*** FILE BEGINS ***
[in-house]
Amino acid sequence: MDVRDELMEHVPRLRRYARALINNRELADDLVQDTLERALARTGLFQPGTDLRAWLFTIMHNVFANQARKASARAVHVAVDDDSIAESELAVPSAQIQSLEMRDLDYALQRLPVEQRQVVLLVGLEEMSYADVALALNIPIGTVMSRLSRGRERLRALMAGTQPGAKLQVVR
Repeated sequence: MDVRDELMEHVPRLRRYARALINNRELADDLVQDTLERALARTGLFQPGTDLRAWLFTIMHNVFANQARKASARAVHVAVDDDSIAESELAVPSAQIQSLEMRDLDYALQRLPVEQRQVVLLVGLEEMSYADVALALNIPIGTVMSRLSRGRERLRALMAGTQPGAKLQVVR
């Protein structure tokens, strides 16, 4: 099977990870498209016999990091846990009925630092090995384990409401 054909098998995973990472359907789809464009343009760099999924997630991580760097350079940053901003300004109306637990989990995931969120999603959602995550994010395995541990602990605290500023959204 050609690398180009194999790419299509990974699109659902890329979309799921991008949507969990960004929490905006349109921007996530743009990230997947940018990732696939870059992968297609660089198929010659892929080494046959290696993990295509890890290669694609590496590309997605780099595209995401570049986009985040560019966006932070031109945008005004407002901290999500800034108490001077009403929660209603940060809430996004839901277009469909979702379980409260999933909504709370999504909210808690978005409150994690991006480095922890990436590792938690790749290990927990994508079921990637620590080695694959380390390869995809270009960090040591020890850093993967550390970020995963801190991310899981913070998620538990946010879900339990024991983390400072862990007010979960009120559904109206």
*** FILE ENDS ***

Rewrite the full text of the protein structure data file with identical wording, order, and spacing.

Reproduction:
[in-house]
Amino acid sequence: MDVRDELMEHVPRLRRYARALINNRELADDLVQDTLERALARTGLFQPGTDLRAWLFTIMHNVFANQARKASARAVHVAVDDDSIAESELAVPSAQIQSLEMRDLDYALQRLPVEQRQVVLLVGLEEMSYADVALALNIPIGTVMSRLSRGRERLRALMAGTQPGAKLQVVR
Repeated sequence: MDVRDELMEHVPRLRRYARALINNRELADDLVQDTLERALARTGLFQPGTDLRAWLFTIMHNVFANQARKASARAVHVAVDDDSIAESELAVPSAQIQSLEMRDLDYALQRLPVEQRQVVLLVGLEEMSYADVALALNIPIGTVMSRLSRGRERLRALMAGTQPGAKLQVVR
């Protein structure tokens, strides 16, 4: 099977990870498209016999990091846990009925630092090995384990409401 054909098998995973990472359907789809464009343009760099999924997630991580760097350079940053901003300004109306637990989990995931969120999603959602995550994010395995541990602990605290500023959204 050609690398180009194999790419299509990974699109659902890329979309799921991008949507969990960004929490905006349109921007996530743009990230997947940018990732696939870059992968297609660089198929010659892929080494046959290696993990295509890890290669694609590496590309997605780099595209995401570049986009985040560019966006932070031109945008005004407002901290999500800034108490001077009403929660209603940060809430996004839901277009469909979702379980409260999933909504709370999504909210808690978005409150994690991006480095922890990436590792938690790749290990927990994508079921990637620590080695694959380390390869995809270009960090040591020890850093993967550390970020995963801190991310899981913070998620538990946010879900339990024991983390400072862990007010979960009120559904109206």